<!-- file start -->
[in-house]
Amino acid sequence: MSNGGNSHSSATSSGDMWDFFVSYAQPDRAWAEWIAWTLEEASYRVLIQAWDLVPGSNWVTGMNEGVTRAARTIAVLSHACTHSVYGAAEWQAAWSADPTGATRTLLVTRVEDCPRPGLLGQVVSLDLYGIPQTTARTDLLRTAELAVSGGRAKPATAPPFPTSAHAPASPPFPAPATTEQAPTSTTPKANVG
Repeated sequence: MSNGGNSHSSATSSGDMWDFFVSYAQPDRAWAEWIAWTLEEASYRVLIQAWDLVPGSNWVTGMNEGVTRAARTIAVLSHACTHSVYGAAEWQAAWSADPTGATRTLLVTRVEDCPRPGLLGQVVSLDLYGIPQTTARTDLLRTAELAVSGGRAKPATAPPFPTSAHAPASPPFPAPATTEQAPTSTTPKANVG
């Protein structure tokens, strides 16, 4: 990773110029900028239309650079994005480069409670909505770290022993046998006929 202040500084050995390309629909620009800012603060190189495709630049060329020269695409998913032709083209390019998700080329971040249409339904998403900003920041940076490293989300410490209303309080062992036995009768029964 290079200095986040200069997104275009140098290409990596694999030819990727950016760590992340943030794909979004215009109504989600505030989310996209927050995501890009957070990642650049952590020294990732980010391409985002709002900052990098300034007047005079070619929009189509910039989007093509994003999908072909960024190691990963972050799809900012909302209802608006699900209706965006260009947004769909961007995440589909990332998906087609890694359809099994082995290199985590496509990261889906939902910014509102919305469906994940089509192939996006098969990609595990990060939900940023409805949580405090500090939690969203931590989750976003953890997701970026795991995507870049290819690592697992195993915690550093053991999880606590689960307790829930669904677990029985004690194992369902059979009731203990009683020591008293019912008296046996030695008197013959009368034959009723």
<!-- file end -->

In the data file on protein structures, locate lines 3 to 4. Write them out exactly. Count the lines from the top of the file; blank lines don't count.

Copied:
Repeated sequence: MSNGGNSHSSATSSGDMWDFFVSYAQPDRAWAEWIAWTLEEASYRVLIQAWDLVPGSNWVTGMNEGVTRAARTIAVLSHACTHSVYGAAEWQAAWSADPTGATRTLLVTRVEDCPRPGLLGQVVSLDLYGIPQTTARTDLLRTAELAVSGGRAKPATAPPFPTSAHAPASPPFPAPATTEQAPTSTTPKANVG
């Protein structure tokens, strides 16, 4: 990773110029900028239309650079994005480069409670909505770290022993046998006929 202040500084050995390309629909620009800012603060190189495709630049060329020269695409998913032709083209390019998700080329971040249409339904998403900003920041940076490293989300410490209303309080062992036995009768029964 290079200095986040200069997104275009140098290409990596694999030819990727950016760590992340943030794909979004215009109504989600505030989310996209927050995501890009957070990642650049952590020294990732980010391409985002709002900052990098300034007047005079070619929009189509910039989007093509994003999908072909960024190691990963972050799809900012909302209802608006699900209706965006260009947004769909961007995440589909990332998906087609890694359809099994082995290199985590496509990261889906939902910014509102919305469906994940089509192939996006098969990609595990990060939900940023409805949580405090500090939690969203931590989750976003953890997701970026795991995507870049290819690592697992195993915690550093053991999880606590689960307790829930669904677990029985004690194992369902059979009731203990009683020591008293019912008296046996030695008197013959009368034959009723």